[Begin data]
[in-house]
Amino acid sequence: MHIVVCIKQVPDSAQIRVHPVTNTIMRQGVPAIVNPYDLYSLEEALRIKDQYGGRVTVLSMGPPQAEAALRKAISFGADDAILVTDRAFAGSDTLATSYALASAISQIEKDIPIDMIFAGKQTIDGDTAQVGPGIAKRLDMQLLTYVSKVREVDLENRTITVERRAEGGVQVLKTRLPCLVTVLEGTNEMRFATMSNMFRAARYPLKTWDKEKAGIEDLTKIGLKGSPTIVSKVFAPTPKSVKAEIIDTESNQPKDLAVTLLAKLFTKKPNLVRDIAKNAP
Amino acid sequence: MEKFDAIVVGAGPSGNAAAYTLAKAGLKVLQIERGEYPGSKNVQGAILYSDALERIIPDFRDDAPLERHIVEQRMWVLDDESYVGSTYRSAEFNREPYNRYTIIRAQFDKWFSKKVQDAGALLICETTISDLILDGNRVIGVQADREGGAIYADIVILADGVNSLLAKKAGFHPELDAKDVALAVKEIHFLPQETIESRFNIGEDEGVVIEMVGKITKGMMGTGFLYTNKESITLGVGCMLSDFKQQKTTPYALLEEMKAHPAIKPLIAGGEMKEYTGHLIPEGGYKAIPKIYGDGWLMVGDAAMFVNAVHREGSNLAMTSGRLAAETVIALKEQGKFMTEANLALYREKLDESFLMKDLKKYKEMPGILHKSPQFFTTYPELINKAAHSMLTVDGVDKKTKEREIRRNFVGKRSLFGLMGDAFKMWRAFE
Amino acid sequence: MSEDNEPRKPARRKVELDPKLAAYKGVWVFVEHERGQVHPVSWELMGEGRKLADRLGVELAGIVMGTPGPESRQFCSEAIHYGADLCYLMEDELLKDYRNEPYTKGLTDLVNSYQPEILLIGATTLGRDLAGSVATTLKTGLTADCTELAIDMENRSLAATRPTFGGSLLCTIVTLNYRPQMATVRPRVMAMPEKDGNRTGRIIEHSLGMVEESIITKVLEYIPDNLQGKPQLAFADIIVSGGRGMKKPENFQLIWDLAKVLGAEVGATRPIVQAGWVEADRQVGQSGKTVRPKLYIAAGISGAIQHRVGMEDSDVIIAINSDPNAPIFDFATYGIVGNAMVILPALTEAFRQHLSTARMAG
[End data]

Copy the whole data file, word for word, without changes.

[in-house]
Amino acid sequence: MHIVVCIKQVPDSAQIRVHPVTNTIMRQGVPAIVNPYDLYSLEEALRIKDQYGGRVTVLSMGPPQAEAALRKAISFGADDAILVTDRAFAGSDTLATSYALASAISQIEKDIPIDMIFAGKQTIDGDTAQVGPGIAKRLDMQLLTYVSKVREVDLENRTITVERRAEGGVQVLKTRLPCLVTVLEGTNEMRFATMSNMFRAARYPLKTWDKEKAGIEDLTKIGLKGSPTIVSKVFAPTPKSVKAEIIDTESNQPKDLAVTLLAKLFTKKPNLVRDIAKNAP
Amino acid sequence: MEKFDAIVVGAGPSGNAAAYTLAKAGLKVLQIERGEYPGSKNVQGAILYSDALERIIPDFRDDAPLERHIVEQRMWVLDDESYVGSTYRSAEFNREPYNRYTIIRAQFDKWFSKKVQDAGALLICETTISDLILDGNRVIGVQADREGGAIYADIVILADGVNSLLAKKAGFHPELDAKDVALAVKEIHFLPQETIESRFNIGEDEGVVIEMVGKITKGMMGTGFLYTNKESITLGVGCMLSDFKQQKTTPYALLEEMKAHPAIKPLIAGGEMKEYTGHLIPEGGYKAIPKIYGDGWLMVGDAAMFVNAVHREGSNLAMTSGRLAAETVIALKEQGKFMTEANLALYREKLDESFLMKDLKKYKEMPGILHKSPQFFTTYPELINKAAHSMLTVDGVDKKTKEREIRRNFVGKRSLFGLMGDAFKMWRAFE
Amino acid sequence: MSEDNEPRKPARRKVELDPKLAAYKGVWVFVEHERGQVHPVSWELMGEGRKLADRLGVELAGIVMGTPGPESRQFCSEAIHYGADLCYLMEDELLKDYRNEPYTKGLTDLVNSYQPEILLIGATTLGRDLAGSVATTLKTGLTADCTELAIDMENRSLAATRPTFGGSLLCTIVTLNYRPQMATVRPRVMAMPEKDGNRTGRIIEHSLGMVEESIITKVLEYIPDNLQGKPQLAFADIIVSGGRGMKKPENFQLIWDLAKVLGAEVGATRPIVQAGWVEADRQVGQSGKTVRPKLYIAAGISGAIQHRVGMEDSDVIIAINSDPNAPIFDFATYGIVGNAMVILPALTEAFRQHLSTARMAG